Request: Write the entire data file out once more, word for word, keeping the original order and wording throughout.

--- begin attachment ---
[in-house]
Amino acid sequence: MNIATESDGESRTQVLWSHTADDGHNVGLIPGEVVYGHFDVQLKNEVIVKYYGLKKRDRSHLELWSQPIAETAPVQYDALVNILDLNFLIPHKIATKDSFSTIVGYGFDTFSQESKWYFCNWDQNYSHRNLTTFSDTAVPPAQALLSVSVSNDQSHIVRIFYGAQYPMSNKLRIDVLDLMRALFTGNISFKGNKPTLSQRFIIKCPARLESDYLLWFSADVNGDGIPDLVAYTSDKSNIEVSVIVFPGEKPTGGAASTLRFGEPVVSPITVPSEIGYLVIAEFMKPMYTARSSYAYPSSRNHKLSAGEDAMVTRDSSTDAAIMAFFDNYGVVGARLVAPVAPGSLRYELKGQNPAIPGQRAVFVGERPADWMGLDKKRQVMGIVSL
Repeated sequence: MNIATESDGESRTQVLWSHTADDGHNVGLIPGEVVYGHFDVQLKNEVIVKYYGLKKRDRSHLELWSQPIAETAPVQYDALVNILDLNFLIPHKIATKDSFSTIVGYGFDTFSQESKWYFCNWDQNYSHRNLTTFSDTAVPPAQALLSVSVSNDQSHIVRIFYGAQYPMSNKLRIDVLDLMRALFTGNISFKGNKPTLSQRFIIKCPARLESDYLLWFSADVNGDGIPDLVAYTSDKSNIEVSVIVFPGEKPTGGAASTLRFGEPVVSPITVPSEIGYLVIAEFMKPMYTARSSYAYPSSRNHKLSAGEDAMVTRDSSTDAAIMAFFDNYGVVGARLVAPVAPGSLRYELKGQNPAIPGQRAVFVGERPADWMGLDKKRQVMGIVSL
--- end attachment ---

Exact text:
[in-house]
Amino acid sequence: MNIATESDGESRTQVLWSHTADDGHNVGLIPGEVVYGHFDVQLKNEVIVKYYGLKKRDRSHLELWSQPIAETAPVQYDALVNILDLNFLIPHKIATKDSFSTIVGYGFDTFSQESKWYFCNWDQNYSHRNLTTFSDTAVPPAQALLSVSVSNDQSHIVRIFYGAQYPMSNKLRIDVLDLMRALFTGNISFKGNKPTLSQRFIIKCPARLESDYLLWFSADVNGDGIPDLVAYTSDKSNIEVSVIVFPGEKPTGGAASTLRFGEPVVSPITVPSEIGYLVIAEFMKPMYTARSSYAYPSSRNHKLSAGEDAMVTRDSSTDAAIMAFFDNYGVVGARLVAPVAPGSLRYELKGQNPAIPGQRAVFVGERPADWMGLDKKRQVMGIVSL
Repeated sequence: MNIATESDGESRTQVLWSHTADDGHNVGLIPGEVVYGHFDVQLKNEVIVKYYGLKKRDRSHLELWSQPIAETAPVQYDALVNILDLNFLIPHKIATKDSFSTIVGYGFDTFSQESKWYFCNWDQNYSHRNLTTFSDTAVPPAQALLSVSVSNDQSHIVRIFYGAQYPMSNKLRIDVLDLMRALFTGNISFKGNKPTLSQRFIIKCPARLESDYLLWFSADVNGDGIPDLVAYTSDKSNIEVSVIVFPGEKPTGGAASTLRFGEPVVSPITVPSEIGYLVIAEFMKPMYTARSSYAYPSSRNHKLSAGEDAMVTRDSSTDAAIMAFFDNYGVVGARLVAPVAPGSLRYELKGQNPAIPGQRAVFVGERPADWMGLDKKRQVMGIVSL